Federal Court Rejects Antitrust Challenge To AbbVie's Humira "Patent Thicket"

Published date01 July 2020
Subject MatterAnti-trust/Competition Law, Intellectual Property, Litigation, Mediation & Arbitration, Antitrust, EU Competition , Patent, Trials & Appeals & Compensation
Law FirmArnold & Porter
AuthorMr C. Scott Lent, Matthew Tabas and Javier Ortega

On June 8, 2020, an Illinois Federal District Court Judge dismissed without prejudice a Complaint by indirect purchasers of the autoimmune disorder biologic product, Humira. Plaintiffs alleged that AbbVie Inc. and its subsidiary, AbbVie Biotechnology, Ltd. (collectively, AbbVie), violated Sections 1 and 2 of the Sherman Act and state laws by engaging in allegedly anticompetitive conduct to protect AbbVie's share of the "market for Humira" in the United States. In particular, the Complaint asserted that AbbVie unlawfully obtained and asserted patents against potential biosimilar competitors, and then entered into settlements with those potential competitors (also named as Defendants in the lawsuit) as part of a market allocation scheme.

The court's decision is notable in that it roundly rejects allegations that AbbVie's lawful enforcement of patent rights violated the antitrust laws, and confirms there is no "one size fits all" requirement for settling patent litigations in different jurisdictions.

The Complaint

In March 2019, the initial Indirect Purchaser Plaintiffs' (IPPs) class action complaint against AbbVie related to Humira was filed by a New York grocery union. That action was joined later by other indirect purchasers of Humira in a consolidated action, In re Humira (Adalimumab) Antitrust Litigation, in the Northern District of Illinois.1

Filed in August 2019, the consolidated IPP amended Complaint alleged that in the years leading up to the expiration of Humira's main patent in 2016, AbbVie sought intellectual property protection to create "a thicket of intellectual property protection so dense that it prevented would-be challengers from entering the market with cheaper biosimilar alternatives."2 IPPs alleged that AbbVie filed a total of 247 patent applications covering the uses of Humira, as well as manufacturing processes, ingredients, and alternative formulations. AbbVie ultimately obtained 132 patents'more than 90% of which were issued two years before expiration of Humira's main patent.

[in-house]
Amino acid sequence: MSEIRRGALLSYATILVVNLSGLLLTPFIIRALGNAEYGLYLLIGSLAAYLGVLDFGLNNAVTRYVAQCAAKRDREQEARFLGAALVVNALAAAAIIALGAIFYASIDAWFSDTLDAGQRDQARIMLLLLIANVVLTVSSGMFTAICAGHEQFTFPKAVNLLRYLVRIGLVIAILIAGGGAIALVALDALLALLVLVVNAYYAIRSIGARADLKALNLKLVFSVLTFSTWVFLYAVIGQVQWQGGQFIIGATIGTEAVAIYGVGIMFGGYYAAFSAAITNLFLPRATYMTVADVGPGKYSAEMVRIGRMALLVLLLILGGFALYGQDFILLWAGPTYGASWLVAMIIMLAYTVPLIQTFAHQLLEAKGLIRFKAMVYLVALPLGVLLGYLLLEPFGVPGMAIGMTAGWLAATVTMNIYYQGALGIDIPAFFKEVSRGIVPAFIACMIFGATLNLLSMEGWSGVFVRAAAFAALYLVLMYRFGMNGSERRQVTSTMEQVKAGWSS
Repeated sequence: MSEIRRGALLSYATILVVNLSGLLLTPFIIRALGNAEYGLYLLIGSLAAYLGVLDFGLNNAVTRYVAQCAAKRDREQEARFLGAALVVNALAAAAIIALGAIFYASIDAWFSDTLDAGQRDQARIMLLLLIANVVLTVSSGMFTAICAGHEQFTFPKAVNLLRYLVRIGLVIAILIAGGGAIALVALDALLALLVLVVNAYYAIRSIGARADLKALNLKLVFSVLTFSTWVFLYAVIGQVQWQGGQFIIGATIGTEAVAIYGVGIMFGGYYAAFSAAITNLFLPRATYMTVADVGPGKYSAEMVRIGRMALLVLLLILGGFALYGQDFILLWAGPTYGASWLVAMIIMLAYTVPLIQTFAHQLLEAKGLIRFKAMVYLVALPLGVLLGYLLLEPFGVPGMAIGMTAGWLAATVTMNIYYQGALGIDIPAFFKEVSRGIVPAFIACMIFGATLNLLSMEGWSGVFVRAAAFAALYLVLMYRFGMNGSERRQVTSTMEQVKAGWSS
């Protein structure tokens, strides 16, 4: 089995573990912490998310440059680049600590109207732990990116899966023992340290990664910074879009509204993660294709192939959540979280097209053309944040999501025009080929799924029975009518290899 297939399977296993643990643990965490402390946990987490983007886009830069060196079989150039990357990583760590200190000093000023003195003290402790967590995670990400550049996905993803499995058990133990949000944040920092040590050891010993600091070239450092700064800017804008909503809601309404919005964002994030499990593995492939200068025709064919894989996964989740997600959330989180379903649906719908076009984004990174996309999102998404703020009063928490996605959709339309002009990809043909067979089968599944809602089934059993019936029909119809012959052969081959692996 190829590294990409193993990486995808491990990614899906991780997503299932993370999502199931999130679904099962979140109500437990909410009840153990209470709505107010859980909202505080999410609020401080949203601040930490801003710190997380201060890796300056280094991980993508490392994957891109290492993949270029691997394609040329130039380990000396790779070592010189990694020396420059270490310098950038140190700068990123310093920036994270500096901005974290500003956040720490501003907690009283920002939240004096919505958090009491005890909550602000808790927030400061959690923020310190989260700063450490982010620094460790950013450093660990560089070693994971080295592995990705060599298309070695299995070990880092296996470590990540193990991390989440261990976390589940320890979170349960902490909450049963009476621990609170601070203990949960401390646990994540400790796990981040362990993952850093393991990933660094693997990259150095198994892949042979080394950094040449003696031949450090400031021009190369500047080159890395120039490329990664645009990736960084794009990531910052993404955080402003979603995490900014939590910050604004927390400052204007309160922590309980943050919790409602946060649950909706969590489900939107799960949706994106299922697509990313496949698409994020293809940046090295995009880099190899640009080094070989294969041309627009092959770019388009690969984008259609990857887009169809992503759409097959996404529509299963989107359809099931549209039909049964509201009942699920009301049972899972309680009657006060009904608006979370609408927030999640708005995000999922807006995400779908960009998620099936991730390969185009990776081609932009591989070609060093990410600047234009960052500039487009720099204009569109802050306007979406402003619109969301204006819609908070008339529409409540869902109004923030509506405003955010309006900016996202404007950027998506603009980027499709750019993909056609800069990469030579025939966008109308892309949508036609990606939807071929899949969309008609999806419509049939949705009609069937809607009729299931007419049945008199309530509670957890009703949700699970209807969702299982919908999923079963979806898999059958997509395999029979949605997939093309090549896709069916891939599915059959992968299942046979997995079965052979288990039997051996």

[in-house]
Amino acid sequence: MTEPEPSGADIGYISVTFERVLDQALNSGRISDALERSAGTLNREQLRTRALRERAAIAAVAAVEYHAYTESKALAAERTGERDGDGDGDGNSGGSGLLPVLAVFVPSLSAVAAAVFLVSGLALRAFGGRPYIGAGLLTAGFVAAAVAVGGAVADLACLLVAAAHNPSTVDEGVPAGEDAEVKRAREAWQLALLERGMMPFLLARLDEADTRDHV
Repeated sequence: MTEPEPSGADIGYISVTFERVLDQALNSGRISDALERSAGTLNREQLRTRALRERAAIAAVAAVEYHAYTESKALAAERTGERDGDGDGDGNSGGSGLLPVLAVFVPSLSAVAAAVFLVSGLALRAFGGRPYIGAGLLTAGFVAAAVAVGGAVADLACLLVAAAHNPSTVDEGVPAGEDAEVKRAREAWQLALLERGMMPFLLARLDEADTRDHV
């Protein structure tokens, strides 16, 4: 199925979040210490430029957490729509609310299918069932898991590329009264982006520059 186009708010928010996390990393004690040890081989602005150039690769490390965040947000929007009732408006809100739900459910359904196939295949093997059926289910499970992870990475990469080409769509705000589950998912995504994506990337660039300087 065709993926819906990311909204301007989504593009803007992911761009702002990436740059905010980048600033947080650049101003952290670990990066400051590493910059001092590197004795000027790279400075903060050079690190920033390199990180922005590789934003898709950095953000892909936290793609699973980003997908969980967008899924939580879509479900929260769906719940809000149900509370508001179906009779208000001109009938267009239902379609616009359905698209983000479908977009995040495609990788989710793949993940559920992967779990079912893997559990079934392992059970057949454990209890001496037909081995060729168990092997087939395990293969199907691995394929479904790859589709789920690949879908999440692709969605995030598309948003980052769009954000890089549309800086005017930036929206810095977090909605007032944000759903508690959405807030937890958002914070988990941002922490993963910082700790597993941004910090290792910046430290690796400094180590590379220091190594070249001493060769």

According to the Complaint, AbbVie then allegedly leveraged that "patent thicket" during negotiations with other Defendants'potential Humira competitors'to force them to agree to delay biosimilar entry in the United States in return for licensing agreements to permit those competitors to launch in Europe sooner.

While AbbVie secured patent protection for Humira, the other Defendants filed applications with the Food & Drug Administration (FDA) for approval of their biosimilar products. Amgen filed the first application for a biosimilar in November 2015. AbbVie then filed a patent infringement suit against Amgen, which settled in the fall of 2017. AbbVie sued and settled actions against other manufacturers seeking to market Humira biosimilars, including Defendants Samsung Bioepsis, Sandoz, and Fresenius Kabi USA. According to IPPs, the settlement agreements required those manufacturers to delay product launch of their Humira biosimilars in the United States until at least 2023, and in Europe until the second half of 2018.

IPPs asserted that the assertion of AbbVie's so-called "patent thicket" constituted monopolization in violation of Section 2 of the Sherman Act as well as state laws. In addition, IPPs alleged that AbbVie's agreements with Amgen, Samsung Bioepis, Sandoz, and Fresenius Kabi USA were market allocation and so-called "pay-for-delay" schemes in violation of Section 1 of the Sherman Act as well as state laws.

The Decision

On June 8, 2020, Judge Manish S. Shah of the US District Court for...

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